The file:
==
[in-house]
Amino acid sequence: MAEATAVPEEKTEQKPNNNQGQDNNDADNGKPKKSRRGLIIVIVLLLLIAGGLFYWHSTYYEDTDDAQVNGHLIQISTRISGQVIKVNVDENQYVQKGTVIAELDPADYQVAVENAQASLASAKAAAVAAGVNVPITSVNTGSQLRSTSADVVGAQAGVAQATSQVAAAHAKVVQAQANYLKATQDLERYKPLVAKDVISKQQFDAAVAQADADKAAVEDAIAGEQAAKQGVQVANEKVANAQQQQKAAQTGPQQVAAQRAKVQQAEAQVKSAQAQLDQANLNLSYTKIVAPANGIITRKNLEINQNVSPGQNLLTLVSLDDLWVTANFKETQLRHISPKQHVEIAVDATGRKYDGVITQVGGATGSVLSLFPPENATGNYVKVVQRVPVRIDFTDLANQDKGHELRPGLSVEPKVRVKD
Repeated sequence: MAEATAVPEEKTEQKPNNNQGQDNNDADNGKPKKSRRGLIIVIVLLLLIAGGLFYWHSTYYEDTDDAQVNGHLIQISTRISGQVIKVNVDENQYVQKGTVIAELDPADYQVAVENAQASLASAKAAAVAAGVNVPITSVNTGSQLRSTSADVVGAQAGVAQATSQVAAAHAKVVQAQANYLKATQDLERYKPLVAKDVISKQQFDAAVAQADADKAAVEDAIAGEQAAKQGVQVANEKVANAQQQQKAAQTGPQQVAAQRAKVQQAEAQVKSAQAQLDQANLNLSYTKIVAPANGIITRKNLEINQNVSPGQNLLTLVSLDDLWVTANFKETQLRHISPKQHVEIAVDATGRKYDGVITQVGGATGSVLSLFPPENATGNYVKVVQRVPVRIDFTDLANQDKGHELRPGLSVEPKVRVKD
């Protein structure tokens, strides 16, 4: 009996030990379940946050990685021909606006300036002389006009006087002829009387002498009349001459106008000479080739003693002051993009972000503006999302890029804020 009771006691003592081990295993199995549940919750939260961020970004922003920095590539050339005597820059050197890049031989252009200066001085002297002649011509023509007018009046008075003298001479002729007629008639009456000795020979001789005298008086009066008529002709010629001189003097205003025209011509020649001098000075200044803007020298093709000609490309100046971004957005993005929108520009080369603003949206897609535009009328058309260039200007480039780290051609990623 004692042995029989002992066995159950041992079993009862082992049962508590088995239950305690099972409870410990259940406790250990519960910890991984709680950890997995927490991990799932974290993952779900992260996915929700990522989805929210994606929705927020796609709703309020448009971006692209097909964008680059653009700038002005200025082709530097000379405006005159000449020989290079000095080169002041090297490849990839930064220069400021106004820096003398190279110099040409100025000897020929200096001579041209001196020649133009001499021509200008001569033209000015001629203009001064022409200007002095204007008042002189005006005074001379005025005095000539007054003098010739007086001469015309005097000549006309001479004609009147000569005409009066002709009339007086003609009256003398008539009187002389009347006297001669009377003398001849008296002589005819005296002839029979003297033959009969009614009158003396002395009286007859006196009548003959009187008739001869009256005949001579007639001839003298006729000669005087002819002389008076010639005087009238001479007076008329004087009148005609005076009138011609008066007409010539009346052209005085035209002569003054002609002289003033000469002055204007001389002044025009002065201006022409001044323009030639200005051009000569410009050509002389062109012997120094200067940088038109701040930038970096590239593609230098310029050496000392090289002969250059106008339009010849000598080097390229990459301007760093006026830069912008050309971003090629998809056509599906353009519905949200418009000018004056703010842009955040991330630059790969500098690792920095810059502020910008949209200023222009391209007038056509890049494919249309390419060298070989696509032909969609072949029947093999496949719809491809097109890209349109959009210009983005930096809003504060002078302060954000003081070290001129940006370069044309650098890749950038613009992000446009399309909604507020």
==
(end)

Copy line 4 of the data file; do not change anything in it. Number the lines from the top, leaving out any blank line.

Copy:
């Protein structure tokens, strides 16, 4: 009996030990379940946050990685021909606006300036002389006009006087002829009387002498009349001459106008000479080739003693002051993009972000503006999302890029804020 009771006691003592081990295993199995549940919750939260961020970004922003920095590539050339005597820059050197890049031989252009200066001085002297002649011509023509007018009046008075003298001479002729007629008639009456000795020979001789005298008086009066008529002709010629001189003097205003025209011509020649001098000075200044803007020298093709000609490309100046971004957005993005929108520009080369603003949206897609535009009328058309260039200007480039780290051609990623 004692042995029989002992066995159950041992079993009862082992049962508590088995239950305690099972409870410990259940406790250990519960910890991984709680950890997995927490991990799932974290993952779900992260996915929700990522989805929210994606929705927020796609709703309020448009971006692209097909964008680059653009700038002005200025082709530097000379405006005159000449020989290079000095080169002041090297490849990839930064220069400021106004820096003398190279110099040409100025000897020929200096001579041209001196020649133009001499021509200008001569033209000015001629203009001064022409200007002095204007008042002189005006005074001379005025005095000539007054003098010739007086001469015309005097000549006309001479004609009147000569005409009066002709009339007086003609009256003398008539009187002389009347006297001669009377003398001849008296002589005819005296002839029979003297033959009969009614009158003396002395009286007859006196009548003959009187008739001869009256005949001579007639001839003298006729000669005087002819002389008076010639005087009238001479007076008329004087009148005609005076009138011609008066007409010539009346052209005085035209002569003054002609002289003033000469002055204007001389002044025009002065201006022409001044323009030639200005051009000569410009050509002389062109012997120094200067940088038109701040930038970096590239593609230098310029050496000392090289002969250059106008339009010849000598080097390229990459301007760093006026830069912008050309971003090629998809056509599906353009519905949200418009000018004056703010842009955040991330630059790969500098690792920095810059502020910008949209200023222009391209007038056509890049494919249309390419060298070989696509032909969609072949029947093999496949719809491809097109890209349109959009210009983005930096809003504060002078302060954000003081070290001129940006370069044309650098890749950038613009992000446009399309909604507020």